Five Ways to Help the People of Ukraine

Support Ukraine during the current crisis by following these steps, from fighting misinformation to making donations.

© Sarah Boris

Since the devastating attack on Ukraine on 24 February, Vladimir Putin has pushed the Russian military further into the country, forcing civilians to either flee or shelter in place as the bombardment continues. Over half a million refugees have already left Ukraine, while men between the ages of 18 to 60 have been banned from leaving, and urged to fight by president Volodymyr Zelenskyy.

Footage has shown families sheltering underground, bombings of civilian buildings, and huge queues of people stranded in vehicles, or walking, as they attempt to cross Ukraine’s borders to safety. As international denouncements continue and with no de-escalation to the conflict in sight, we have brought together a number of resources to help better understand the situation, and what can be done to help.


Support Ukrainian Media

You can support Ukrainian journalists on the ground and amplify their voices by getting your information directly from national media sources, some of which are in English. We recommend Kyiv Post, the Kyiv Independent, The New Voice of Ukraine and Ukraine World.

You can offer further support through a new campaign aiming to save independent Ukrainian media from being eradicated by war. A GoFundMe page set up by a senior executive from the Kyiv Independent has raised hundreds of thousands to help media operations continue from neighbouring countries.


Fight Misinformation

Media and storytelling have always been powerful tools to advance political agenda, and misinformation is a huge part of warfare. Putin has been spreading a narrative that Ukraine was committing genocide in the Donbas. He also advanced a spurious ‘Denazification’ narrative to justify Russia’s attack on Ukraine.

These storylines are part of the huge propaganda campaign that has accompanied the invasion, including falsely referring to Russian troops “peacekeepers”. The strategy includes avoiding the words “war”, “invasion” or “attack”, when discussing the conflict.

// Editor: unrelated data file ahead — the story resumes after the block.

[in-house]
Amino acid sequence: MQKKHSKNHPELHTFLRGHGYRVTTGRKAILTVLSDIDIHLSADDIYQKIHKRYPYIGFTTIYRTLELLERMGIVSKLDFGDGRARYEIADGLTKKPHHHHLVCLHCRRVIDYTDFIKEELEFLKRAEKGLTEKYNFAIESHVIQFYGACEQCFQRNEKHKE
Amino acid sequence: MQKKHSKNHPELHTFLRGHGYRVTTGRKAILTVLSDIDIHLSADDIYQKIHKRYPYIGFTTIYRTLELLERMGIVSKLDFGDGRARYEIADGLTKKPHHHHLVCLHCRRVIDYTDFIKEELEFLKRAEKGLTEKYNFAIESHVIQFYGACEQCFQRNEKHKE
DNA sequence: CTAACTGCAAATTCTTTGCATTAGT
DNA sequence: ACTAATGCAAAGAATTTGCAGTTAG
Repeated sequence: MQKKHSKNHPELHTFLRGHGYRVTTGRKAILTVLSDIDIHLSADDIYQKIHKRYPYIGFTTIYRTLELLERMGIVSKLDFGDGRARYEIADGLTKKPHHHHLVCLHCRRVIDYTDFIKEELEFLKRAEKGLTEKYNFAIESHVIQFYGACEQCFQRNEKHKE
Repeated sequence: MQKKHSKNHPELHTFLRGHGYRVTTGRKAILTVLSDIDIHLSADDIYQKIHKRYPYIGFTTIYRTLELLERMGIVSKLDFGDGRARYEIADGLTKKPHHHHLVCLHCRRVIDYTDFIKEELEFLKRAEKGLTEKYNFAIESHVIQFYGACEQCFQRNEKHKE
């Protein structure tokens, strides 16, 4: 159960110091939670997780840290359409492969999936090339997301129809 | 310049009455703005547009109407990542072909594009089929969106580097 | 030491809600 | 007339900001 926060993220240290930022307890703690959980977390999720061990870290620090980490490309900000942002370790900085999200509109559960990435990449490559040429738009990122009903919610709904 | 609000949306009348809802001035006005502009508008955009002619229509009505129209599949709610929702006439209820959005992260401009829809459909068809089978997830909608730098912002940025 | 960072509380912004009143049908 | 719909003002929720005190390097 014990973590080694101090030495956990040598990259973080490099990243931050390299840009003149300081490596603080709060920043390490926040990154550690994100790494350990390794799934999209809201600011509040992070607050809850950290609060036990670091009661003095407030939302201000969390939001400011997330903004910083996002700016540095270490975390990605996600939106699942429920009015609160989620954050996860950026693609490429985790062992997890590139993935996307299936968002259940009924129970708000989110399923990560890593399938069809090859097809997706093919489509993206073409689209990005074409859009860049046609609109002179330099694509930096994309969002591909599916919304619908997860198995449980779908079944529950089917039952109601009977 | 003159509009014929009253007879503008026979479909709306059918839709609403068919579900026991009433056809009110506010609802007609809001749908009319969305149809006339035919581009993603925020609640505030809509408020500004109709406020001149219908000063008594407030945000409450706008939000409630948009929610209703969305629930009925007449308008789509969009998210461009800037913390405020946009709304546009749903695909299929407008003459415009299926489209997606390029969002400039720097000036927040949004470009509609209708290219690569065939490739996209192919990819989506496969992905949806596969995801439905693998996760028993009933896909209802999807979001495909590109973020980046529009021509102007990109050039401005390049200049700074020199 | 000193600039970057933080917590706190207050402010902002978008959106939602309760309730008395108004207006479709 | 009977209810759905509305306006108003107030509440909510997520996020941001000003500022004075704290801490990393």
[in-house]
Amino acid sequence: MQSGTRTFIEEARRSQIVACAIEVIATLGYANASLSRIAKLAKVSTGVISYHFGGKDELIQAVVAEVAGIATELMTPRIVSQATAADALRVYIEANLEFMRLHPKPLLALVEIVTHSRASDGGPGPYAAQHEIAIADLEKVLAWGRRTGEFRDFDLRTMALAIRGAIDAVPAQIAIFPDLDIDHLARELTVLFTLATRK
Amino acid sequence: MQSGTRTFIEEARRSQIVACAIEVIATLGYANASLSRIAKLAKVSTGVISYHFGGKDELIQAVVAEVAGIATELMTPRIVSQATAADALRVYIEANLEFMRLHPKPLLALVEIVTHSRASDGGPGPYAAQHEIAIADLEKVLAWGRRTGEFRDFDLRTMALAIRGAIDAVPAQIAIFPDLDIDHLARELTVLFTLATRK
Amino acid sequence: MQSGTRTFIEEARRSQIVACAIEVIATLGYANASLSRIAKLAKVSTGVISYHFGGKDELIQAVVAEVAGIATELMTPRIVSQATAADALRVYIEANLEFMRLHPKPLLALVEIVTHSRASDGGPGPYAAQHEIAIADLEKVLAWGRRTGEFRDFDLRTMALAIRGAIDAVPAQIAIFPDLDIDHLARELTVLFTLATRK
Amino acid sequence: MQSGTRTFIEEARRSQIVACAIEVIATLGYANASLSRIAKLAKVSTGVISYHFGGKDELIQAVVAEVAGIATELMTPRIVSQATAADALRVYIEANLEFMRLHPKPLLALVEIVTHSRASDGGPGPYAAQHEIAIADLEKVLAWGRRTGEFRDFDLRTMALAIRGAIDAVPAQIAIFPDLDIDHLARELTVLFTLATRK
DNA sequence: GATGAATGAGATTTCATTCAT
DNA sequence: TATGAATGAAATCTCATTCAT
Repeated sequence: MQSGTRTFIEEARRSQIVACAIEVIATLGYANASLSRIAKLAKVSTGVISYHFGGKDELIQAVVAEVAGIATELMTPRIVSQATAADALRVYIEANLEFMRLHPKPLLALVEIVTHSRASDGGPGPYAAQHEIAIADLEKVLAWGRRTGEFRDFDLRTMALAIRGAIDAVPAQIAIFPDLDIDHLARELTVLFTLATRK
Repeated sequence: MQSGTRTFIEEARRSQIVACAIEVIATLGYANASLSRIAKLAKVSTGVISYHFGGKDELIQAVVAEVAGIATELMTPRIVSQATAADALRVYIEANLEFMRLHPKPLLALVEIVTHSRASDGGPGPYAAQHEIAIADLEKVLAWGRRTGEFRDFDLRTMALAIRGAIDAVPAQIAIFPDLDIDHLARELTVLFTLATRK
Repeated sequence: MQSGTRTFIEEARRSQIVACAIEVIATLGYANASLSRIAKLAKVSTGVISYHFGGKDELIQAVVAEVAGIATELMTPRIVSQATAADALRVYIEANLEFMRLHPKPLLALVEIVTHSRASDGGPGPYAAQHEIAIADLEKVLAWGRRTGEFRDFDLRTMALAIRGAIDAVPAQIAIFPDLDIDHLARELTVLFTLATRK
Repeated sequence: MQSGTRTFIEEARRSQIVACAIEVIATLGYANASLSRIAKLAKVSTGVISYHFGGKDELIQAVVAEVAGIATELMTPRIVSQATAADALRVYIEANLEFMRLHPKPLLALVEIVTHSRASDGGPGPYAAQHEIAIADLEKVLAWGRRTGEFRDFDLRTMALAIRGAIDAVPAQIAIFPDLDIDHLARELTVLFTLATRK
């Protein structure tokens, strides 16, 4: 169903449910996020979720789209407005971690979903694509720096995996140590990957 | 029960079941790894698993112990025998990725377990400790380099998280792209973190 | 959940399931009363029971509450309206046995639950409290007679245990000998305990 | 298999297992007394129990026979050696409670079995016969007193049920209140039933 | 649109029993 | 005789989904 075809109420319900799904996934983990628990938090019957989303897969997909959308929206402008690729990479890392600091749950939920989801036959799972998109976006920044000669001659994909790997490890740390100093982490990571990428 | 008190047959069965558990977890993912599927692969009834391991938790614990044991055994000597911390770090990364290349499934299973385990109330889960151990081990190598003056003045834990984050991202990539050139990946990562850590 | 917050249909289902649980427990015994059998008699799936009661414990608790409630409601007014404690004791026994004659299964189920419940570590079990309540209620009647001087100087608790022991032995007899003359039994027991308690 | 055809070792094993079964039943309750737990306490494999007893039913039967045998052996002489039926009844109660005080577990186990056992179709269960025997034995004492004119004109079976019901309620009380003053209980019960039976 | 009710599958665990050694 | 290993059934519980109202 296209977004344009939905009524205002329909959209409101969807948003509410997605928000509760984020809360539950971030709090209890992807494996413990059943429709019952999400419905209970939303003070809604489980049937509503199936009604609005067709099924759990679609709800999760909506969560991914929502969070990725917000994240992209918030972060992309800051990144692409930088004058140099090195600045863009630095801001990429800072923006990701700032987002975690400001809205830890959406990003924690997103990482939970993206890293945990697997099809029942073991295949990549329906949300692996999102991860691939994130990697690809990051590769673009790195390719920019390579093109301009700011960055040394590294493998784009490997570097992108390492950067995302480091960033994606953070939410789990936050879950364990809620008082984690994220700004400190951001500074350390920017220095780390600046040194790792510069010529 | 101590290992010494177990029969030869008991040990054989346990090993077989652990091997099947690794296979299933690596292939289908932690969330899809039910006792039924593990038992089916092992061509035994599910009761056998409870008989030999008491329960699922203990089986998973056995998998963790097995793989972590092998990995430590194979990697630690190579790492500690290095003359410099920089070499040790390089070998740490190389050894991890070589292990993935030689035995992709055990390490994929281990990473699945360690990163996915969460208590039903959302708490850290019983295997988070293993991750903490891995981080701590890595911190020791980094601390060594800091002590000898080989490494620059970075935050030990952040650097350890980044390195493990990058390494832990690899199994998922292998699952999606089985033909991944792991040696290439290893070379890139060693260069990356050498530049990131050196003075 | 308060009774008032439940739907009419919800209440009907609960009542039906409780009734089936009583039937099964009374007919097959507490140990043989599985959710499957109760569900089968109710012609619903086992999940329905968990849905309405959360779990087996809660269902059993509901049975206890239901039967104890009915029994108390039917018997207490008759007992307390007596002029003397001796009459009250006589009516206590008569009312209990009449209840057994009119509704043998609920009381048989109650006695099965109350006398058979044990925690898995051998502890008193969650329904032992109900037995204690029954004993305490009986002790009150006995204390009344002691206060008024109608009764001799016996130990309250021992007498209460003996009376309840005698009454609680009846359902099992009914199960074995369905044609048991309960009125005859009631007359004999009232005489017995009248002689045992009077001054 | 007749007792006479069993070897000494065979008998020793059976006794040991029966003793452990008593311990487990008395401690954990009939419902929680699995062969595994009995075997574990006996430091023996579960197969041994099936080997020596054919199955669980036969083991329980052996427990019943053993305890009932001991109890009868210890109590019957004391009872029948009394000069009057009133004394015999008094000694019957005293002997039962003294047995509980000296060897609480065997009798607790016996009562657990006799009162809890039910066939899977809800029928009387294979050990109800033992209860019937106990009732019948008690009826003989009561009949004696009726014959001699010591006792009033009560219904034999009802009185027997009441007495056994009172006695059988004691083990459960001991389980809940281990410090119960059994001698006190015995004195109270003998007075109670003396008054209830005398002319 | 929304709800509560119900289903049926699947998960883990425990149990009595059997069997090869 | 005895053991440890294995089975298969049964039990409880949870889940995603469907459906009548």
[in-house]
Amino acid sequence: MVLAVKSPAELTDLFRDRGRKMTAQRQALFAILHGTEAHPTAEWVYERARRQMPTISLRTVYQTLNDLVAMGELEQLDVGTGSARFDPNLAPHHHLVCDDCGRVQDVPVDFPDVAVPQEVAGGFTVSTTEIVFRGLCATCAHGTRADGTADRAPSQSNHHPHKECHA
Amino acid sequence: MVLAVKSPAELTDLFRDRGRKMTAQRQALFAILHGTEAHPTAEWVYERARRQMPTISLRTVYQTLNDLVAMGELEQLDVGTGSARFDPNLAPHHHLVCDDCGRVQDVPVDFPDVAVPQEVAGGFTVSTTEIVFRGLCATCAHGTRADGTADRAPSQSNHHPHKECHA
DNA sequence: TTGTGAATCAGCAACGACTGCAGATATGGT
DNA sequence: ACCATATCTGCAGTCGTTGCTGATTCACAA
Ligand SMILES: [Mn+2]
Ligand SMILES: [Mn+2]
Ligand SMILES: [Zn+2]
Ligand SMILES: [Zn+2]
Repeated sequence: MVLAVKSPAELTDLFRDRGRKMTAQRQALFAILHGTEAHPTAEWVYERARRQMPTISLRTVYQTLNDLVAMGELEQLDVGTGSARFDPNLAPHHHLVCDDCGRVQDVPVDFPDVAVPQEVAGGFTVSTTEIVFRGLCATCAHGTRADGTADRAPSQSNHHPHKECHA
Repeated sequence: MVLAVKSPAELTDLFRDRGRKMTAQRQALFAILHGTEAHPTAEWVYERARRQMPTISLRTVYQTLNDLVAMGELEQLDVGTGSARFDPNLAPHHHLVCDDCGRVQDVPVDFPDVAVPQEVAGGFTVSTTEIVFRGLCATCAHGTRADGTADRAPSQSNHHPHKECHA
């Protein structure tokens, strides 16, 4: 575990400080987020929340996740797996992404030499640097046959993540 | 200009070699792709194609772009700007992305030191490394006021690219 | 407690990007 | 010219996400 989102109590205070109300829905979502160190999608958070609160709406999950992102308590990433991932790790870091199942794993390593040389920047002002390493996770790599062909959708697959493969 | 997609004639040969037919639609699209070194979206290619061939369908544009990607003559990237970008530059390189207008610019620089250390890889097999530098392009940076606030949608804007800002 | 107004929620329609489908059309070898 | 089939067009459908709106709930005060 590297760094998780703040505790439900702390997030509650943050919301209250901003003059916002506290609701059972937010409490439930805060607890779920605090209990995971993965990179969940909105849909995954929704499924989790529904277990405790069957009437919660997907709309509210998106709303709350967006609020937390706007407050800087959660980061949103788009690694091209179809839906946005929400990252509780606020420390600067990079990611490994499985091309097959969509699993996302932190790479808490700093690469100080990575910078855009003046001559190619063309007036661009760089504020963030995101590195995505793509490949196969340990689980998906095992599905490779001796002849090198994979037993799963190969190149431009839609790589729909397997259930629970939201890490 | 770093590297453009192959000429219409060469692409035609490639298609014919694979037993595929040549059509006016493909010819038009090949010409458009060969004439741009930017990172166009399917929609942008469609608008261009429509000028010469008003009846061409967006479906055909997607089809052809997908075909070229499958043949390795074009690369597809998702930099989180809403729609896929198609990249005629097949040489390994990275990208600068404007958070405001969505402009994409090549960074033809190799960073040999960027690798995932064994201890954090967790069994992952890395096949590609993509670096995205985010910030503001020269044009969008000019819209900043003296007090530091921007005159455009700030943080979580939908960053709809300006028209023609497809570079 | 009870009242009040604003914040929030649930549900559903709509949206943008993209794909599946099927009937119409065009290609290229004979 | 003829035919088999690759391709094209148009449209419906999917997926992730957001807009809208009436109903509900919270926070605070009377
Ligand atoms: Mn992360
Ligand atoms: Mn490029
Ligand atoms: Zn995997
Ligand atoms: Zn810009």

Hence, when reading up about the conflict, proceed with caution—particularly on social media. Make a collection of trusted sources: @olgatokariuk is a verified independent correspondent working in Kyiv, regularly posting on social media from the ground.

@ChristopherJM is a Kyiv-based journalist fighting against Russian misinformation; @NikaMelkozerova is an award-winning journalist and executive editor of The New Voice of Ukraine, based in Kyiv; and @MannyMarotta who is covering the crisis from Poland.


Educate Yourself

There are several podcasts, documentaries, and other sources that provide deep dives into the conflict and its background, offering alternatives to having the news channel constantly on loop.

Winter on fire: Ukraine’s fight for freedom is an Academy-award nominated documentary directed by Evgeny Afineevsky. Set during the civil unrest in 2013 and 2014, it gives an insight into what led to the Ukraine’s Revolution of Dignity against Russian influence. It is available on Netflix.

The Ukraine World podcast offers a helpful commentary on the conflict, particularly the episode “How Russia uses disinformation as an instrument of war”. It examines the role of propaganda in Putin’s war strategy.


Take Action 

March in support of the people of Ukraine. To keep updated on the upcoming protests in London, we recommend checking the Euromaidan London and Ukraine Solidarity Campaign Facebook pages.

You can also take action by writing to your local officials and urge them to support Ukrainians and push for more sanctions against Russia. For UK readers, you can find your MP’s contact details here, and template emails here.



Donate to a local organisation providing aid on the ground.

Voice of Children is a Ukraine-based foundation providing psychological and psychosocial support to children affected by war.

Sunflower for Peace provides first aid backpacks for paramedics or doctors on the front lines.

United Help Ukraine is a non-profit helping those on the front lines and those who had to flee their home and are in need of temporary aid. They provide food, medical supplies to the displaced people of Ukraine.

You can also donate to global organisations that are fundraising for programmes in support of the people of Ukraine.

Choose Love donations will provide emergency medical care, food, shelter, clothing, legal support, support for the LGBTQIA+ community and mental health care.

Save the Children has a Ukraine Crisis Relief Fund which provides children and families with immediate aid.

Care Internationals response aims to reach 4 million people with immediate aid and recovery, food, water, hygiene kits, psychosocial support, and cash assistance—prioritising women and girls, families and the elderly.

Assia Sabi is the media and communications manager at the International Rescue Committee (IRC), the global NGO focused on responding to the world’s worst humanitarian crises and helping people to survive and rebuild their lives

Sarah Boris is an artist and designer based in London